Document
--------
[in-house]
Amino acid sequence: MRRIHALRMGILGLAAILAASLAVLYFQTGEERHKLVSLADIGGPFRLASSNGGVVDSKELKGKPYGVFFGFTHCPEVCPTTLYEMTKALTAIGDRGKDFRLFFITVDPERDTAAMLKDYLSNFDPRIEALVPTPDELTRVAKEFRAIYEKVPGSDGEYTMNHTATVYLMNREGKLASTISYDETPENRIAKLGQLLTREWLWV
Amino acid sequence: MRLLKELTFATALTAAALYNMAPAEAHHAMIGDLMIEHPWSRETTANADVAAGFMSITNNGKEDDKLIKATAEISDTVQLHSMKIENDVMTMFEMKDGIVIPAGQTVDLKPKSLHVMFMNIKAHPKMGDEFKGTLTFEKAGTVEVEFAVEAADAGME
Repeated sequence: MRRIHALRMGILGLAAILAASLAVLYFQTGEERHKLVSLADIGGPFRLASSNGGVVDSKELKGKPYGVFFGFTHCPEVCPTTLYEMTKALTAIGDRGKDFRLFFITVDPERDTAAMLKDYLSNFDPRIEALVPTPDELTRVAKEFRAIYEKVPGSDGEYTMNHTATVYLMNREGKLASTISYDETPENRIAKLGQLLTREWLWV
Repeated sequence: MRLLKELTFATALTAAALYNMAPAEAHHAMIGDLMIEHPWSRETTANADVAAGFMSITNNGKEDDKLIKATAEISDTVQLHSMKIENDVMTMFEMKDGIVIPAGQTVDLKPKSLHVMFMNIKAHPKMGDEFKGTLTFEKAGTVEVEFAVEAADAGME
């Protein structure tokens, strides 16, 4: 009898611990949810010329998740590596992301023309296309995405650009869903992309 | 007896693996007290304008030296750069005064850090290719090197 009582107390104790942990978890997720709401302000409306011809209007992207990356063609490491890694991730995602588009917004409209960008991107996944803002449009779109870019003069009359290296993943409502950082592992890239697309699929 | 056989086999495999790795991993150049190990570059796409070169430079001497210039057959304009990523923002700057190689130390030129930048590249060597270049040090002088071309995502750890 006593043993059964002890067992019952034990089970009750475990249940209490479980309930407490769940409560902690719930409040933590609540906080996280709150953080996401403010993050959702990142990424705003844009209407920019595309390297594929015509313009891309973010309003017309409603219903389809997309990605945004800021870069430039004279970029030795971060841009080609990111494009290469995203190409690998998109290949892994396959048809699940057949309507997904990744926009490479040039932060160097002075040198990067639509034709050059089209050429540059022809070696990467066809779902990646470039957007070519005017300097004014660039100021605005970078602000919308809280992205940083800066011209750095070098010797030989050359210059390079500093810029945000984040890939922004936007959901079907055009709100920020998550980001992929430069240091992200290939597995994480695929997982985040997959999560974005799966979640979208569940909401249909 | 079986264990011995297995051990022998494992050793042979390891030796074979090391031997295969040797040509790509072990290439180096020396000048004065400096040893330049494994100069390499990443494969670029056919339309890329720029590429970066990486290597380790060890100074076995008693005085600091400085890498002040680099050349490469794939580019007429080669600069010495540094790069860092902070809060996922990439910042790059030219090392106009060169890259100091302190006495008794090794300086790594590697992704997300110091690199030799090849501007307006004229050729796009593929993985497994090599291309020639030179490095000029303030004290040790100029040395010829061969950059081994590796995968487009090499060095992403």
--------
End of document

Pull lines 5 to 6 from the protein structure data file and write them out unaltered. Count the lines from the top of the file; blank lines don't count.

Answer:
Repeated sequence: MRLLKELTFATALTAAALYNMAPAEAHHAMIGDLMIEHPWSRETTANADVAAGFMSITNNGKEDDKLIKATAEISDTVQLHSMKIENDVMTMFEMKDGIVIPAGQTVDLKPKSLHVMFMNIKAHPKMGDEFKGTLTFEKAGTVEVEFAVEAADAGME
């Protein structure tokens, strides 16, 4: 009898611990949810010329998740590596992301023309296309995405650009869903992309 | 007896693996007290304008030296750069005064850090290719090197 009582107390104790942990978890997720709401302000409306011809209007992207990356063609490491890694991730995602588009917004409209960008991107996944803002449009779109870019003069009359290296993943409502950082592992890239697309699929 | 056989086999495999790795991993150049190990570059796409070169430079001497210039057959304009990523923002700057190689130390030129930048590249060597270049040090002088071309995502750890 006593043993059964002890067992019952034990089970009750475990249940209490479980309930407490769940409560902690719930409040933590609540906080996280709150953080996401403010993050959702990142990424705003844009209407920019595309390297594929015509313009891309973010309003017309409603219903389809997309990605945004800021870069430039004279970029030795971060841009080609990111494009290469995203190409690998998109290949892994396959048809699940057949309507997904990744926009490479040039932060160097002075040198990067639509034709050059089209050429540059022809070696990467066809779902990646470039957007070519005017300097004014660039100021605005970078602000919308809280992205940083800066011209750095070098010797030989050359210059390079500093810029945000984040890939922004936007959901079907055009709100920020998550980001992929430069240091992200290939597995994480695929997982985040997959999560974005799966979640979208569940909401249909 | 079986264990011995297995051990022998494992050793042979390891030796074979090391031997295969040797040509790509072990290439180096020396000048004065400096040893330049494994100069390499990443494969670029056919339309890329720029590429970066990486290597380790060890100074076995008693005085600091400085890498002040680099050349490469794939580019007429080669600069010495540094790069860092902070809060996922990439910042790059030219090392106009060169890259100091302190006495008794090794300086790594590697992704997300110091690199030799090849501007307006004229050729796009593929993985497994090599291309020639030179490095000029303030004290040790100029040395010829061969950059081994590796995968487009090499060095992403």